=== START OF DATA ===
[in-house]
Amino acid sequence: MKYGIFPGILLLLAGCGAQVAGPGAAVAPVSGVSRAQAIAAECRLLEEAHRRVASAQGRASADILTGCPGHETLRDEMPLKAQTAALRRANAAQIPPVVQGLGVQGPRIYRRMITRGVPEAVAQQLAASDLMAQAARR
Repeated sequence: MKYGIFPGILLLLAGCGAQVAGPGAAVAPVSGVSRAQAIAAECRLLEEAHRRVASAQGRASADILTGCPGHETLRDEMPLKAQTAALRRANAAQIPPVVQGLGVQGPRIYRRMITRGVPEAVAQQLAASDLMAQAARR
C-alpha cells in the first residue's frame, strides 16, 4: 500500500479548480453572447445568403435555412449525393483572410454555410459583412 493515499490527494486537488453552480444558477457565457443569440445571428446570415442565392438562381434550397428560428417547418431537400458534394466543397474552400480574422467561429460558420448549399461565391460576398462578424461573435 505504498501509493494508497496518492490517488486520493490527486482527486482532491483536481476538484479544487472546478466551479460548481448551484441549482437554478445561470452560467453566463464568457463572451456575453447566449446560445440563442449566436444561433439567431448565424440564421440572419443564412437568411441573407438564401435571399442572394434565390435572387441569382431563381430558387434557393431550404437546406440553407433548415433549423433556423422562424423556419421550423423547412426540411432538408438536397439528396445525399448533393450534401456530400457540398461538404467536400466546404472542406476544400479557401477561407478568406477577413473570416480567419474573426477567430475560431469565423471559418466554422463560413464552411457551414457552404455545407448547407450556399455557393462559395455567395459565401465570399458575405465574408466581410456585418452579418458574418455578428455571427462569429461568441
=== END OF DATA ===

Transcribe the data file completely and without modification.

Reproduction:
[in-house]
Amino acid sequence: MKYGIFPGILLLLAGCGAQVAGPGAAVAPVSGVSRAQAIAAECRLLEEAHRRVASAQGRASADILTGCPGHETLRDEMPLKAQTAALRRANAAQIPPVVQGLGVQGPRIYRRMITRGVPEAVAQQLAASDLMAQAARR
Repeated sequence: MKYGIFPGILLLLAGCGAQVAGPGAAVAPVSGVSRAQAIAAECRLLEEAHRRVASAQGRASADILTGCPGHETLRDEMPLKAQTAALRRANAAQIPPVVQGLGVQGPRIYRRMITRGVPEAVAQQLAASDLMAQAARR
C-alpha cells in the first residue's frame, strides 16, 4: 500500500479548480453572447445568403435555412449525393483572410454555410459583412 493515499490527494486537488453552480444558477457565457443569440445571428446570415442565392438562381434550397428560428417547418431537400458534394466543397474552400480574422467561429460558420448549399461565391460576398462578424461573435 505504498501509493494508497496518492490517488486520493490527486482527486482532491483536481476538484479544487472546478466551479460548481448551484441549482437554478445561470452560467453566463464568457463572451456575453447566449446560445440563442449566436444561433439567431448565424440564421440572419443564412437568411441573407438564401435571399442572394434565390435572387441569382431563381430558387434557393431550404437546406440553407433548415433549423433556423422562424423556419421550423423547412426540411432538408438536397439528396445525399448533393450534401456530400457540398461538404467536400466546404472542406476544400479557401477561407478568406477577413473570416480567419474573426477567430475560431469565423471559418466554422463560413464552411457551414457552404455545407448547407450556399455557393462559395455567395459565401465570399458575405465574408466581410456585418452579418458574418455578428455571427462569429461568441